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James Towers Way, the name given to the Broughton Bypass, officially opened to vehicles earlier today (Thursday 5 October 2017).
The road has been named in honour of a local hero of World War One and recipient of the Victoria Cross (VC).
The county council was granted planning permission for a bypass extending around the east side of Broughton. The James Towers Way bypass will greatly reduce traffic in the centre of Broughton and improve journey times for motorists by creating a new route from the Broughton roundabout at Junction 1 of the M55 to the A6 north of the village.
Congestion has been an issue in Broughton village for the last 40 years, with more than 22,000 vehicles passing through on the A6 every day. The bypass has been proposed as a solution to the road safety, environmental and congestion problems in and around the village of Broughton.
This new road will support housing sites to create over 1,400 new homes, as well as enabling full development of new and future employment sites in East Preston creating over 5,000 new jobs.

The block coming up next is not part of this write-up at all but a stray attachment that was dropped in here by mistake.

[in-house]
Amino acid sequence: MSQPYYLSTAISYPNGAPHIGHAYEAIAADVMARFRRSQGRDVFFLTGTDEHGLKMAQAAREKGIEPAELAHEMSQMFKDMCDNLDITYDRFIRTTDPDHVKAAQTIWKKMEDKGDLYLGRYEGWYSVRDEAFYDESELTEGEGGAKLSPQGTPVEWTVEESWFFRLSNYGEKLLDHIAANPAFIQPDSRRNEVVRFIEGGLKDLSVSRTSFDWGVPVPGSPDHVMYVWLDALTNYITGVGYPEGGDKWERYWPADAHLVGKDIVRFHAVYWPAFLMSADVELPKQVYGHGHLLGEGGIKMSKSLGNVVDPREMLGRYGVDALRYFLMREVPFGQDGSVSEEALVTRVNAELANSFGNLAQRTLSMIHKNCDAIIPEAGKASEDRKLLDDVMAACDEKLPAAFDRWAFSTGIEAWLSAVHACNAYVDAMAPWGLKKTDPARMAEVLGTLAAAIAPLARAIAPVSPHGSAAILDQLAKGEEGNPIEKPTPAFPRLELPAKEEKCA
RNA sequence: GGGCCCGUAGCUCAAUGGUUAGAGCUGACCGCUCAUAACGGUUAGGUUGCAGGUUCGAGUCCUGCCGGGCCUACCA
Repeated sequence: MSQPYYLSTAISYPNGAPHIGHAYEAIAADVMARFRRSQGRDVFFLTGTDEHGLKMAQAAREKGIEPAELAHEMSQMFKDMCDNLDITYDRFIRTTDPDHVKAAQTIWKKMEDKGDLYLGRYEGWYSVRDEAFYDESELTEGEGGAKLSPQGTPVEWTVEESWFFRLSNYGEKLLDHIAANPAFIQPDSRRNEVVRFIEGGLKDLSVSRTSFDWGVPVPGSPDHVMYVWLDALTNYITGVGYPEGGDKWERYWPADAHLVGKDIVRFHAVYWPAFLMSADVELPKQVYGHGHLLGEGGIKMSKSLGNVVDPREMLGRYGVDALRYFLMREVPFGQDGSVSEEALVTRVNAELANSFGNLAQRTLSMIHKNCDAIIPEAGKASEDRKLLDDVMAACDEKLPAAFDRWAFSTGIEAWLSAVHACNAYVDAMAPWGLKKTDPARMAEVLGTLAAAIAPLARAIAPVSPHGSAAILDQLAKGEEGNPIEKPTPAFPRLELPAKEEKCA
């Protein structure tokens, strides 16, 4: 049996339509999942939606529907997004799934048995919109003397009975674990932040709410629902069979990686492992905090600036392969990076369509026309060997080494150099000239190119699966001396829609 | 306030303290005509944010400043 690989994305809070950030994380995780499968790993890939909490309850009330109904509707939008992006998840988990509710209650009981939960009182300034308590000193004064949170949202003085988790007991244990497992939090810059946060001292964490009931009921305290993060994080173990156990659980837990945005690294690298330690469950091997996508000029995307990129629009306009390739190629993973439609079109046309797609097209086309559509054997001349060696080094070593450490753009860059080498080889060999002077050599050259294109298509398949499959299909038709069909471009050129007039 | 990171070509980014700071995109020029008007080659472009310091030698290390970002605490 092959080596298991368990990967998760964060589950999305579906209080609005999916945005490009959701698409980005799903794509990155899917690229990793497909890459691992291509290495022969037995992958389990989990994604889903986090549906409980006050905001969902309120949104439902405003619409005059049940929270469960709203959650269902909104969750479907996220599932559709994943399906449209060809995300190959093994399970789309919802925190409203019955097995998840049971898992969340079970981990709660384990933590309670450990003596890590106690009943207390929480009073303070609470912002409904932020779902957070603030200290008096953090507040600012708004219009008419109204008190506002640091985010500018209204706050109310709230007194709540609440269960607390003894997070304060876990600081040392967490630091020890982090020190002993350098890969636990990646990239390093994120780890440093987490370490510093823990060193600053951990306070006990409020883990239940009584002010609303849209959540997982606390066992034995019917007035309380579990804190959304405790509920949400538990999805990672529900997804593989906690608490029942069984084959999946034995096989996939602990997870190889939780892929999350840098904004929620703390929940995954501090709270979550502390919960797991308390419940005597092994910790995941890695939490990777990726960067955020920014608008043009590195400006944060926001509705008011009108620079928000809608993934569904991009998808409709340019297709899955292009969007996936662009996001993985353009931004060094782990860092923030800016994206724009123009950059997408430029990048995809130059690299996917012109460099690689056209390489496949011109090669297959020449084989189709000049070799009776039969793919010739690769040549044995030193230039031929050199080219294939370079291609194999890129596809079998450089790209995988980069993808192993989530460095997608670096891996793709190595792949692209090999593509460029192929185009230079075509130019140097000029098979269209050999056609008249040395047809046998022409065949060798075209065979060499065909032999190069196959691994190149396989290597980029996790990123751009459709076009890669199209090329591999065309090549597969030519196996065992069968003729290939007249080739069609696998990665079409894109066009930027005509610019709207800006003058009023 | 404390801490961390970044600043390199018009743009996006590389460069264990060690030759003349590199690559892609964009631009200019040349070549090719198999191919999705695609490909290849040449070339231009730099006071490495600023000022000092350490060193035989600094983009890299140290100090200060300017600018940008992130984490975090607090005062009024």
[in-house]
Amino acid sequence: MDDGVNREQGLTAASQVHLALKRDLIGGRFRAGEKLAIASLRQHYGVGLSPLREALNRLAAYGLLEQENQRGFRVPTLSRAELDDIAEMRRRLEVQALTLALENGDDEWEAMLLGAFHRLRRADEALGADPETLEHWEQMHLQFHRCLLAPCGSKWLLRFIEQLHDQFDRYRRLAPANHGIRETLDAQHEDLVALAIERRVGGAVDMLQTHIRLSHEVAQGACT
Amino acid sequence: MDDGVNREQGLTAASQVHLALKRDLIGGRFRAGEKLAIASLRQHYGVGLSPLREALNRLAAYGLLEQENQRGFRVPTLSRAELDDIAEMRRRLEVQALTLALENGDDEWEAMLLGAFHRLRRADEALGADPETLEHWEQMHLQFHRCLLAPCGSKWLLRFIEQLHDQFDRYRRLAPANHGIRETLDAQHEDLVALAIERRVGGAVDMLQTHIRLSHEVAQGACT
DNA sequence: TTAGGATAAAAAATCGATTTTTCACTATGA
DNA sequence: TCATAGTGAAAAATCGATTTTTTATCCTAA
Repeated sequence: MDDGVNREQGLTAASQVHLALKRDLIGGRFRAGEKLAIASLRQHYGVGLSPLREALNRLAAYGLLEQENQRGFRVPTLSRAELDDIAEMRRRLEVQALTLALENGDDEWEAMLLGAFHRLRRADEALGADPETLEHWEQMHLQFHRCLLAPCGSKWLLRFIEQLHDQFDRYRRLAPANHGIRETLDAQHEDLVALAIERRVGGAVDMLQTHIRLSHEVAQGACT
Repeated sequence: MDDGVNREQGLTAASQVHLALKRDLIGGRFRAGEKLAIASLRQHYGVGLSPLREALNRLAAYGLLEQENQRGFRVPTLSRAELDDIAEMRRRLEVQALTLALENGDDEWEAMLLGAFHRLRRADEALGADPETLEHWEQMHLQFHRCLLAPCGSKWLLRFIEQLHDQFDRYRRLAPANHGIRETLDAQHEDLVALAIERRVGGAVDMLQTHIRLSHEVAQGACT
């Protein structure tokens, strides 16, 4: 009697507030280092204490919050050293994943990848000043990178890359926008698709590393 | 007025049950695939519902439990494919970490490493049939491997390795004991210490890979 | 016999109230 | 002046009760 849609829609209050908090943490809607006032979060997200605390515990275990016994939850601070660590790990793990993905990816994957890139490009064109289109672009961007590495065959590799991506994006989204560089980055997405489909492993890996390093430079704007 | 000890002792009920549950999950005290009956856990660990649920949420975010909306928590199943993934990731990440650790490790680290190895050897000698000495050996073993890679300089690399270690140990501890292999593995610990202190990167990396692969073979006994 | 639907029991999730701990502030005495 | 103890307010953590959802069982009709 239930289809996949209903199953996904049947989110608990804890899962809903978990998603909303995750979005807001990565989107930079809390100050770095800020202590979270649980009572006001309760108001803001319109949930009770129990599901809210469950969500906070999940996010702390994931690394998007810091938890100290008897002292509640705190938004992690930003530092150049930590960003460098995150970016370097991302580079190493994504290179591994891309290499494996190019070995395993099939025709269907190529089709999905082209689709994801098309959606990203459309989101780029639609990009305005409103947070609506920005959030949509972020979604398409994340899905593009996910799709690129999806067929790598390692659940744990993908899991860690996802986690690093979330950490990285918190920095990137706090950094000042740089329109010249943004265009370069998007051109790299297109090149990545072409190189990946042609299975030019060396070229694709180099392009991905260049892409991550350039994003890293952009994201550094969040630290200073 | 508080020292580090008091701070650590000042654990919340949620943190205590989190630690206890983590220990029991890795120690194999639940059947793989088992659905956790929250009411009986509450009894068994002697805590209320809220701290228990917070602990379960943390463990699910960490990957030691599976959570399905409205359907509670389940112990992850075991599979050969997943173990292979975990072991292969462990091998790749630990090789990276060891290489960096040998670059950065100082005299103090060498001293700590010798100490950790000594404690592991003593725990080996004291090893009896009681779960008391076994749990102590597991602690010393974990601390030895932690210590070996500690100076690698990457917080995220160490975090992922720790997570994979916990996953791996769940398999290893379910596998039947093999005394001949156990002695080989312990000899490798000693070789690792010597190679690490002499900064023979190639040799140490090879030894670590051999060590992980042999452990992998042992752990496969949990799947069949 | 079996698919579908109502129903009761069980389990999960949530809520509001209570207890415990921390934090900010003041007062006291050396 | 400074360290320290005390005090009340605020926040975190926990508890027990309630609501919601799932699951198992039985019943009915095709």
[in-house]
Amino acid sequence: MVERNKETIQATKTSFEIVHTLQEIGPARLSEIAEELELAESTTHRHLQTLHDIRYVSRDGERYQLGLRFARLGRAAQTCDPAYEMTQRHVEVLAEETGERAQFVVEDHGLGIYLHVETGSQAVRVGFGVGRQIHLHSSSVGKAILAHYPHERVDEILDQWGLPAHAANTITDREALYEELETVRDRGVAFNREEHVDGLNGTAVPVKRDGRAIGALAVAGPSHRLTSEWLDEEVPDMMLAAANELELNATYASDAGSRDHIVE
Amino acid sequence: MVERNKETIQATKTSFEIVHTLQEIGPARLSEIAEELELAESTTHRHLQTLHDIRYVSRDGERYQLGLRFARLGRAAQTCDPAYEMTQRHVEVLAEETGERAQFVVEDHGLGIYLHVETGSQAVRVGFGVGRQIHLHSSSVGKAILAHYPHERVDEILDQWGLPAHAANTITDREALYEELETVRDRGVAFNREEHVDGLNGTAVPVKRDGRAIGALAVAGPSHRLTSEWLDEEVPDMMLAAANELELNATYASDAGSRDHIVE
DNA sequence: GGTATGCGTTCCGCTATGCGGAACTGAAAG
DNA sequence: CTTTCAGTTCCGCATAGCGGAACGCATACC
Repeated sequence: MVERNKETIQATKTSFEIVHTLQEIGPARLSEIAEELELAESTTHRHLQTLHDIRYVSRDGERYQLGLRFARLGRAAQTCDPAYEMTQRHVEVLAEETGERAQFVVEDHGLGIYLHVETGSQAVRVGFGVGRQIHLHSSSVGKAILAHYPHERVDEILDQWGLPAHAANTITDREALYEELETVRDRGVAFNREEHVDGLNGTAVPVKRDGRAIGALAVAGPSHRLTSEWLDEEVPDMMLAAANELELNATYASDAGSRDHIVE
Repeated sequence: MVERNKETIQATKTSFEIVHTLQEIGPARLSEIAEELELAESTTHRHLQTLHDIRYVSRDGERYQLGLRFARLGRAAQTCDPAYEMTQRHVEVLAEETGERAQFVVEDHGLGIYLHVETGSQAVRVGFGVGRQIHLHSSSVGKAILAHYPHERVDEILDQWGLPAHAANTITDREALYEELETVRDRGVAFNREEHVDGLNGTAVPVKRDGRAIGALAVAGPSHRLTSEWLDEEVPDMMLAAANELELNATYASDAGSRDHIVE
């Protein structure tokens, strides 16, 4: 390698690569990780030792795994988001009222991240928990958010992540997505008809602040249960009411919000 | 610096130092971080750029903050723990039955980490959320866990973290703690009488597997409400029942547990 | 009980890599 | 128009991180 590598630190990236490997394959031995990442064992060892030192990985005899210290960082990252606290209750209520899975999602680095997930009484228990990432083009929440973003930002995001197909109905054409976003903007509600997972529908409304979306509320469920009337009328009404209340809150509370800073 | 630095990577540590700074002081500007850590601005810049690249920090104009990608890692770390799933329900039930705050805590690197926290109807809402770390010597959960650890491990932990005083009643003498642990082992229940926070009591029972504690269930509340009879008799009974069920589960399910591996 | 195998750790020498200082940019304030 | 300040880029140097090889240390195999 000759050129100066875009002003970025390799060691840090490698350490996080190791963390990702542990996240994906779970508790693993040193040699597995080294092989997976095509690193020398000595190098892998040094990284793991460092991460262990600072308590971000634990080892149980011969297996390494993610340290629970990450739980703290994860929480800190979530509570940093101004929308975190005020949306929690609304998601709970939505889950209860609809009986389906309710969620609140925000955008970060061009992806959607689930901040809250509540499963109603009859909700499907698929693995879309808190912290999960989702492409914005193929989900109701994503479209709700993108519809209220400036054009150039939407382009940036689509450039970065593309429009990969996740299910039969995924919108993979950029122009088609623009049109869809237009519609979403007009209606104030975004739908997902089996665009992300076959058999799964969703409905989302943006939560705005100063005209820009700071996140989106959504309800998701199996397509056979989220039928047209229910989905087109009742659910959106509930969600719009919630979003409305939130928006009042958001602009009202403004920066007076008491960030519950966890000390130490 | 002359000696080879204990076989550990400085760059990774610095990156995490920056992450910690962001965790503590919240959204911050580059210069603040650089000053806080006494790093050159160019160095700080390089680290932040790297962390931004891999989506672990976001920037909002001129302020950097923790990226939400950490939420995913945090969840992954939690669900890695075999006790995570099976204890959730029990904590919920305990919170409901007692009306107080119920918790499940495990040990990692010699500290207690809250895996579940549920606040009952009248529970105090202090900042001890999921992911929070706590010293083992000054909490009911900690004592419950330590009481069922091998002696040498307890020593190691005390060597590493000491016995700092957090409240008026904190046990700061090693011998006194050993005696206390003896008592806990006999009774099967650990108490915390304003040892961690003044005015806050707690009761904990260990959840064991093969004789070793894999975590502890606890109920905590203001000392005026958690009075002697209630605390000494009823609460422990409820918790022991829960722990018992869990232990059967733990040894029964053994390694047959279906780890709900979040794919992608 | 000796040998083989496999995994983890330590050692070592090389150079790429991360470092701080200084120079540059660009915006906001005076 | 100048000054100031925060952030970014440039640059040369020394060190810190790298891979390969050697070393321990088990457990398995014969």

Construction of the bypass will reduce traffic travelling through the centre of Broughton on Garstang Road by up to 90% and improve journey times into and out of Preston. It will also create better connectivity to the wider road network, with benefits to the development and economic growth of the local area.
The county council was initially granted planning permission for the bypass in 2001 (subject to a five year implementation period), which was renewed in July 2008. We applied for renewal of the planning permission for the bypass at the end of July 2013. A public inquiry was held in Preston in April 2015 to consider the scheme, following objections to Compulsory Purchase Orders (CPOs) needed to construct the bypass.
In July 2015, the Secretary of State confirmed the orders giving Lancashire County Council the go ahead to buy the land needed for the scheme.
Funding for the scheme was received through the Preston, South Ribble and Lancashire City Deal and construction of the Broughton Bypass began in January 2016 and is due for completion in August 2017.
The bypass will be approximately 2km long. The northern section from the A6 Garstang Road to the B5269 Whittingham Lane will have one lane in each direction. The southern section, from the B5269 Whittingham Lane to Broughton roundabout (M55 junction 1), will have two lanes either way.
Funded by the Preston, South Ribble and Lancashire City Deal, the Broughton Bypass is a planned new road to help relieve congestion from the 22,000 vehicles travelling through Broughton village and along the A6 each day.
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